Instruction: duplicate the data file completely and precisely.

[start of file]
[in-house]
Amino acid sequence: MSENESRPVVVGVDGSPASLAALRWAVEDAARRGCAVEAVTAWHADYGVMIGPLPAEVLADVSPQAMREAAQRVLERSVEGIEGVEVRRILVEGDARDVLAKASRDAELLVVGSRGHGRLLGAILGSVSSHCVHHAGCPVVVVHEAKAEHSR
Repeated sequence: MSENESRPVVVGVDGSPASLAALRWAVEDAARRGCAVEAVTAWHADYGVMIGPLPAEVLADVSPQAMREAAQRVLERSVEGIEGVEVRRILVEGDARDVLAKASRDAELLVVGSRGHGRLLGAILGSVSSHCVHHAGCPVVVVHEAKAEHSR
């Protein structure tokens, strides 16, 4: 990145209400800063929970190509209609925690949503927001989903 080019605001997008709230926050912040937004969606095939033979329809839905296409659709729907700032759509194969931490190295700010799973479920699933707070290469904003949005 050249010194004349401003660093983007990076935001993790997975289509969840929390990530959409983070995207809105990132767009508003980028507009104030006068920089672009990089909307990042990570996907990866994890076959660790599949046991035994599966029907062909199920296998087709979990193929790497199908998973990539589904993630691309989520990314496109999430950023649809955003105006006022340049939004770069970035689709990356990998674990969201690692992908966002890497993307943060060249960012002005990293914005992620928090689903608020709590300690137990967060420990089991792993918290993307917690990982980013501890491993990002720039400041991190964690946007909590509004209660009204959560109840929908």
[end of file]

[in-house]
Amino acid sequence: MSENESRPVVVGVDGSPASLAALRWAVEDAARRGCAVEAVTAWHADYGVMIGPLPAEVLADVSPQAMREAAQRVLERSVEGIEGVEVRRILVEGDARDVLAKASRDAELLVVGSRGHGRLLGAILGSVSSHCVHHAGCPVVVVHEAKAEHSR
Repeated sequence: MSENESRPVVVGVDGSPASLAALRWAVEDAARRGCAVEAVTAWHADYGVMIGPLPAEVLADVSPQAMREAAQRVLERSVEGIEGVEVRRILVEGDARDVLAKASRDAELLVVGSRGHGRLLGAILGSVSSHCVHHAGCPVVVVHEAKAEHSR
């Protein structure tokens, strides 16, 4: 990145209400800063929970190509209609925690949503927001989903 080019605001997008709230926050912040937004969606095939033979329809839905296409659709729907700032759509194969931490190295700010799973479920699933707070290469904003949005 050249010194004349401003660093983007990076935001993790997975289509969840929390990530959409983070995207809105990132767009508003980028507009104030006068920089672009990089909307990042990570996907990866994890076959660790599949046991035994599966029907062909199920296998087709979990193929790497199908998973990539589904993630691309989520990314496109999430950023649809955003105006006022340049939004770069970035689709990356990998674990969201690692992908966002890497993307943060060249960012002005990293914005992620928090689903608020709590300690137990967060420990089991792993918290993307917690990982980013501890491993990002720039400041991190964690946007909590509004209660009204959560109840929908």